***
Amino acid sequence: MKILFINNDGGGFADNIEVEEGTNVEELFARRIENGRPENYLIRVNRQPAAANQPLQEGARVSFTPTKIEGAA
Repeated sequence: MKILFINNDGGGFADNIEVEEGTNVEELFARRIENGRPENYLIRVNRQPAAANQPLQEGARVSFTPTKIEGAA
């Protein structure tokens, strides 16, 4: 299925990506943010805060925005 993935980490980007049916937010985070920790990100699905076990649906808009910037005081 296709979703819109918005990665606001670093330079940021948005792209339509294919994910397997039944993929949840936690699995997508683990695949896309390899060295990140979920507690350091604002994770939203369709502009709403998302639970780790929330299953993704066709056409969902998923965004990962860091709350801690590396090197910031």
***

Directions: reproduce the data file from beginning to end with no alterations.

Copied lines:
Amino acid sequence: MKILFINNDGGGFADNIEVEEGTNVEELFARRIENGRPENYLIRVNRQPAAANQPLQEGARVSFTPTKIEGAA
Repeated sequence: MKILFINNDGGGFADNIEVEEGTNVEELFARRIENGRPENYLIRVNRQPAAANQPLQEGARVSFTPTKIEGAA
């Protein structure tokens, strides 16, 4: 299925990506943010805060925005 993935980490980007049916937010985070920790990100699905076990649906808009910037005081 296709979703819109918005990665606001670093330079940021948005792209339509294919994910397997039944993929949840936690699995997508683990695949896309390899060295990140979920507690350091604002994770939203369709502009709403998302639970780790929330299953993704066709056409969902998923965004990962860091709350801690590396090197910031």